The cockpit is actually a pretty comfy place to be and with the removable steering wheel getting in and out is not a problem - even with the body in place which was a bit of a concern earlier. This systems stuff just has to be chipped away at, one item at a time. Also, while staring at the car and thinking about how I'm going to route some of the brake lines underneath, I think I have come up with a way to install the floor without cutting it into sections. I'll try it when the brake parts show up. It'll be interesting :)

06/21/06 Received the brake lines and fittings so decided to try and finish the brake plumbing. To get to the underside of the car, the easiest was just to pick up the front with an engine hoist. The sawhorse is there mostly for safety, as a backup.

When the time comes to mount the floor I'll use the same procedure, hopefully it'll work. First, I finished running the hardline to the front and to the rear. The last short section both front and rear needs to be flex line because calipers move with the diffs when chain is adjusted. The hardline running to the rear turned out to be perfect length. Actually, so did the front. I wish I could say I planned it this way but I just totally eyeballed it and got lucky. At least some things work out.

Had to fabricate the little brackets which was pretty easy. Except I had to do them twice due to having placed the rivets too close to the brake line initially. The line itself is the standard automotive stuff from the local auto parts store. Cheap and should to the trick. The flex lines have a problem, however. I need to make a right angle connection to the calipers and I had assumed that a banjo fitting would work - the thread is correct. Nope, the bolts I just got only go in half as deep as they need to. Damn. Time to order different lines (at least they're relatively cheap). Assuming I can find the right fittings, that is.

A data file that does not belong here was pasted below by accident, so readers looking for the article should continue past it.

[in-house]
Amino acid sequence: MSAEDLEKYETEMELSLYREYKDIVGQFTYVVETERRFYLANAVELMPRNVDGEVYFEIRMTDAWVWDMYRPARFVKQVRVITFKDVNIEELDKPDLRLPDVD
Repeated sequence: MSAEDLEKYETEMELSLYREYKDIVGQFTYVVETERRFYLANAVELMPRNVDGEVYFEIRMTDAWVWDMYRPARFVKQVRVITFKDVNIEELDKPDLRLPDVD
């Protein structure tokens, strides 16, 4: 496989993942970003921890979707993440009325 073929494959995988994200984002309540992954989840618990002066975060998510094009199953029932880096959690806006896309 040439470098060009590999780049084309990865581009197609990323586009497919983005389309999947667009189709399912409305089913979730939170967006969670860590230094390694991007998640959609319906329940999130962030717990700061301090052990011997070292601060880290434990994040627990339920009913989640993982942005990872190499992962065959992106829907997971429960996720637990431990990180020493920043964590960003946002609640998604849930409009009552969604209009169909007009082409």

And finally, the clutch saga just goes on and on. I got the new custom slave cylinder. It does fit in place pretty well, although clearances are tight but I knew that.

The vendor didn't tap the hole (on review it seems I did not supply a fab drawing and the thread did not come through in the IGES - my fault) so I had to buy a tap and do it - not a big deal. Only took a couple minutes. The problem arose when I went to take apart the Ducati cylinder the internals from which I was going to use. The nasty surprise was that the cylinder is actually a much smaller bore internally than it looks, the setup is kind of a cylinder-within-a-cylinder. Damn. In part, it's good that I didn't just do a bracket and use the Ducati part because the ratios would have been horribly wrong. The bad part is that now I need to either find a 14mm piston and seals somewhere or get more custom stuff made. Argh. But again, my own fault for not taking the cylinder apart sooner and just assuming that the outside bore is the working one. Well, if it were easy then everyone would be doing it, right? :) So now I need to find and order proper brake flex lines, figure out the clutch slave (again) and do a whole lot of other plumbing and miscellanea. Oh, and a gas pedal, throttle cable, etc. I wonder if this thing is going to run this summer? Sigh... At least there's progress. It seems a year ago, when the car first sat on its wheels, the end was well in sight. Apparently not.

As another item, with the front wheels in the air I noticed there is definitely play in both bearings. So I guess I need to try and tighten them more? I seem to recall that some FWD bearings (which these are) need something like 250 lb-ft torque on the flange nut. I have about 100 lb-ft right now. When the car comes back down on its four wheels I'll try more torque and see if that works.